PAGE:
Gary Valentine is 15 going on 30, Alana Kane is “25” but in air quotes that basically allow her to be whatever it might say on her eventual dream ticket out of Encino, and they first cross paths on a pale 1973 morning in the San Fernando Valley at a strange moment in history when Old Hollywood and New Hollywood have started to overlap. Bing Crosby is still alive even though Jim Morrison is already dead, and it feels like everyone is more or less the same age because no one really knows what time actually means anymore.
‘Licorice Pizza’ Is Paul Thomas Anderson’s 1970s Power Ballad — and the Funkiest Love Story of the Year
A spiritual prequel to ‘Punch Drunk Love,’ the filmmaker’s look back at a bygone era couldn’t be more personal — or have better performers at its centre... Rolling Stone.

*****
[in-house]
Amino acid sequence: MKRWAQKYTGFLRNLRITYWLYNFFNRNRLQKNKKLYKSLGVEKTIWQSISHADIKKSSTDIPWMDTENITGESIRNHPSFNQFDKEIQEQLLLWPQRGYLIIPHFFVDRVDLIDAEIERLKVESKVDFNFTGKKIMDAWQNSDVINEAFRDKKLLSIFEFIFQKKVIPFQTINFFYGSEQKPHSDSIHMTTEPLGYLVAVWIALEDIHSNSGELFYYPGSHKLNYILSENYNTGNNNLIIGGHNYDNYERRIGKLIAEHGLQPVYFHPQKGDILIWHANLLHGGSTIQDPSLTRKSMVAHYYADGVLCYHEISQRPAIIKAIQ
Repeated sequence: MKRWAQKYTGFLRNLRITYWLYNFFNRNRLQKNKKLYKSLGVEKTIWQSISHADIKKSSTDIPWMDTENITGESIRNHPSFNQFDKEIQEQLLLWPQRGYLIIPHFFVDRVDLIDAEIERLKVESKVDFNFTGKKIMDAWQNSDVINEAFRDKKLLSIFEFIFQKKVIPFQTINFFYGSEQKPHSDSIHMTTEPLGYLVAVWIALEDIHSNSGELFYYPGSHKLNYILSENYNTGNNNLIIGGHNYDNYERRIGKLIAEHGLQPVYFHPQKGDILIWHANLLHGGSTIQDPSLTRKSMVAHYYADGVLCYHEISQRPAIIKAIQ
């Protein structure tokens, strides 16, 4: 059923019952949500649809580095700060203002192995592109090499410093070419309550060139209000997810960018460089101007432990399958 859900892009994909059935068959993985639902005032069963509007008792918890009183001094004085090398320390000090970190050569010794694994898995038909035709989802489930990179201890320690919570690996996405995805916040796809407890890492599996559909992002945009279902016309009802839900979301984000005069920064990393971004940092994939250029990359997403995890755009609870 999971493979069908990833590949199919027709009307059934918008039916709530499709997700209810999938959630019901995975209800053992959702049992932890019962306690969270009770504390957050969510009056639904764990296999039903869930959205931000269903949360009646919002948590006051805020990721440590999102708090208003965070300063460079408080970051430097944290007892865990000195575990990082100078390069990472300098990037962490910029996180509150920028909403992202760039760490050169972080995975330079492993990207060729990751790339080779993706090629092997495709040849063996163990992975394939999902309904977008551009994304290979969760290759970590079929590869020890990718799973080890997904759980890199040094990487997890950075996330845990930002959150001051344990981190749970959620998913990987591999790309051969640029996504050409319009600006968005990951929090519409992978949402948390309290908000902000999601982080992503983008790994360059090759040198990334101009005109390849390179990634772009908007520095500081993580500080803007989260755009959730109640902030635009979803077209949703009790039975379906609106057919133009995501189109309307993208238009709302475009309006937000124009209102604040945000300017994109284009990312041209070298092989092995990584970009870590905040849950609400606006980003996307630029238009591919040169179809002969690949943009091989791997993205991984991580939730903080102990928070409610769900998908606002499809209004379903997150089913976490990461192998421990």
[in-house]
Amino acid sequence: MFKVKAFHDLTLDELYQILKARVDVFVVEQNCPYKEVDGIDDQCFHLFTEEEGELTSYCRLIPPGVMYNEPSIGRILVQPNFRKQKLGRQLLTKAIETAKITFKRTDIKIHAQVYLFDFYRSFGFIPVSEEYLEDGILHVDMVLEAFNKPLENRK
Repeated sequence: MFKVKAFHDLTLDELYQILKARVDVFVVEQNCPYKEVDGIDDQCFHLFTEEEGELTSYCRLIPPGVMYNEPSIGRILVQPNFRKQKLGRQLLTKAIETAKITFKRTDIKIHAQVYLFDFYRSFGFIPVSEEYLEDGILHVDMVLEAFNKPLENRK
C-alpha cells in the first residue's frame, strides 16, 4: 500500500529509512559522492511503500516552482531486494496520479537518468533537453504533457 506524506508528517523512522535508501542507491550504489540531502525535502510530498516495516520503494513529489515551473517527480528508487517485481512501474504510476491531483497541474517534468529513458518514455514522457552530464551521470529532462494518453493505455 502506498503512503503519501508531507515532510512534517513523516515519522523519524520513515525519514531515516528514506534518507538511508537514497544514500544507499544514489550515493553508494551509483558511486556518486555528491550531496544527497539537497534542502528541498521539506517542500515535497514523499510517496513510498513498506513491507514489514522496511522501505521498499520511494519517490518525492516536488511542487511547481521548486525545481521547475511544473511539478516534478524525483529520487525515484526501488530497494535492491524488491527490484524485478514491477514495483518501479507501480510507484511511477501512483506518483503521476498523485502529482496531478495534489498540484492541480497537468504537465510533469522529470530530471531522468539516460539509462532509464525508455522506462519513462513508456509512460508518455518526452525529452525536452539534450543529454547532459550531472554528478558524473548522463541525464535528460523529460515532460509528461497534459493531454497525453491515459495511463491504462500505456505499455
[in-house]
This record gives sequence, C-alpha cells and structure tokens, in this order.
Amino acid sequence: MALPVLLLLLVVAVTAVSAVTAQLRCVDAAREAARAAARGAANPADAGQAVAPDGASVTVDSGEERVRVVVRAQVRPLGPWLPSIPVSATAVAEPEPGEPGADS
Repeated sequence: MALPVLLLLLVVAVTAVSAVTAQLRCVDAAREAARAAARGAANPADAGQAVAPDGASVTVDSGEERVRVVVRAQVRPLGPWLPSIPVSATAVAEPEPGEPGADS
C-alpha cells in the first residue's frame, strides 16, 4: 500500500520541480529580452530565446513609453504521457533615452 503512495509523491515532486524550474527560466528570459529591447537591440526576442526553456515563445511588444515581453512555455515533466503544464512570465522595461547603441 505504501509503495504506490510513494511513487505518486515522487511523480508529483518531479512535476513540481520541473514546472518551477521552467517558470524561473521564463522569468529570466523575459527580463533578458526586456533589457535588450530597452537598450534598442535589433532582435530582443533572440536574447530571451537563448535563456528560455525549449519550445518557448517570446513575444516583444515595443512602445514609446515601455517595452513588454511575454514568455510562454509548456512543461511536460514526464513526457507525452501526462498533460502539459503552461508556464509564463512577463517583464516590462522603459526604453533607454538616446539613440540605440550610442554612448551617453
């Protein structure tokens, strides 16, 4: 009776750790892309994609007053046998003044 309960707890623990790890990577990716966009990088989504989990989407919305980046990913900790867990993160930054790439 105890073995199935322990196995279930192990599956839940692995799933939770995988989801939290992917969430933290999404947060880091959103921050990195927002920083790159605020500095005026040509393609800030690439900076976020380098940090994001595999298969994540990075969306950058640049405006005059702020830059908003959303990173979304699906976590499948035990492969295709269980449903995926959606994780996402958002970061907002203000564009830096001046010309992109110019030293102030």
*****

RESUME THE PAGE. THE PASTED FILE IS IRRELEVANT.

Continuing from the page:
" As a title for this California pastoral from the sunlit west coast 1970s, Licorice Pizza is whimsically inspired. According to writer-director Paul Thomas Anderson, it’s actually the name of a now-defunct SoCal record store chain. I was hoping he was making that up, like Anthony Burgess’s supposed cockney phrase “Queer as a clockwork orange”. But no. It really did exist, though the movie itself teeters between reality and nostalgist-hallucination.
This is a love story set in 1973 (Erich Segal’s novel is in fact slyly positioned in one shot), and far too interesting and complicated to be called “coming-of-age”. A grinningly fast-talking 15-year-old boy meets a bored 25-year-old woman who works as assistant to a photographer taking pictures for the high-school yearbook. She is in equal parts amused, intrigued and depressed when this kid starts hitting on her, and she realizes that she is somehow interested in him...." The Guardian (Five Stars)
"A big cartwheel of a movie, Paul Thomas Anderson’s sweet coming-of-age yarn is free-spirited and fun as hell.... his sunniest movie yet (admittedly, not an especially high bar to clear) this San Fernando Valley palimpsest is so buoyant and bubbly, it practically floats off the screen. It’s the giddiness that grabs you in the Californian’s latest gem, and the dizzying sense of possibility and innocence. It left me with a contact high...." Time Out (5 Stars)